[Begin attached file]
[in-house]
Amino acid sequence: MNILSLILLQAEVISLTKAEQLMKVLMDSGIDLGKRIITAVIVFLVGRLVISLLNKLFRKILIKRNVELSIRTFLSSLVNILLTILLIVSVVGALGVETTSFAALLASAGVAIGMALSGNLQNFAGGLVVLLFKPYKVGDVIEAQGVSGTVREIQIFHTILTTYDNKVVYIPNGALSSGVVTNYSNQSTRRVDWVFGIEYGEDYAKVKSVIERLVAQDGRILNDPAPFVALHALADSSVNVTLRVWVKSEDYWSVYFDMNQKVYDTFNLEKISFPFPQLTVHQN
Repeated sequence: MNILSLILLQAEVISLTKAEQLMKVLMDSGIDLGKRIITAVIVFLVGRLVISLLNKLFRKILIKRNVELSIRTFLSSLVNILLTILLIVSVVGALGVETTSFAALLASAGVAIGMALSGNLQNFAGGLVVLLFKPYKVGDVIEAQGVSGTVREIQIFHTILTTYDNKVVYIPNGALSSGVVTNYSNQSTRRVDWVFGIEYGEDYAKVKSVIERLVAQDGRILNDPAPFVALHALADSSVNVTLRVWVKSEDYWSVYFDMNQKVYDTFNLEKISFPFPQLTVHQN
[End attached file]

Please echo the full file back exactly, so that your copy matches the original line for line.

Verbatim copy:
[in-house]
Amino acid sequence: MNILSLILLQAEVISLTKAEQLMKVLMDSGIDLGKRIITAVIVFLVGRLVISLLNKLFRKILIKRNVELSIRTFLSSLVNILLTILLIVSVVGALGVETTSFAALLASAGVAIGMALSGNLQNFAGGLVVLLFKPYKVGDVIEAQGVSGTVREIQIFHTILTTYDNKVVYIPNGALSSGVVTNYSNQSTRRVDWVFGIEYGEDYAKVKSVIERLVAQDGRILNDPAPFVALHALADSSVNVTLRVWVKSEDYWSVYFDMNQKVYDTFNLEKISFPFPQLTVHQN
Repeated sequence: MNILSLILLQAEVISLTKAEQLMKVLMDSGIDLGKRIITAVIVFLVGRLVISLLNKLFRKILIKRNVELSIRTFLSSLVNILLTILLIVSVVGALGVETTSFAALLASAGVAIGMALSGNLQNFAGGLVVLLFKPYKVGDVIEAQGVSGTVREIQIFHTILTTYDNKVVYIPNGALSSGVVTNYSNQSTRRVDWVFGIEYGEDYAKVKSVIERLVAQDGRILNDPAPFVALHALADSSVNVTLRVWVKSEDYWSVYFDMNQKVYDTFNLEKISFPFPQLTVHQN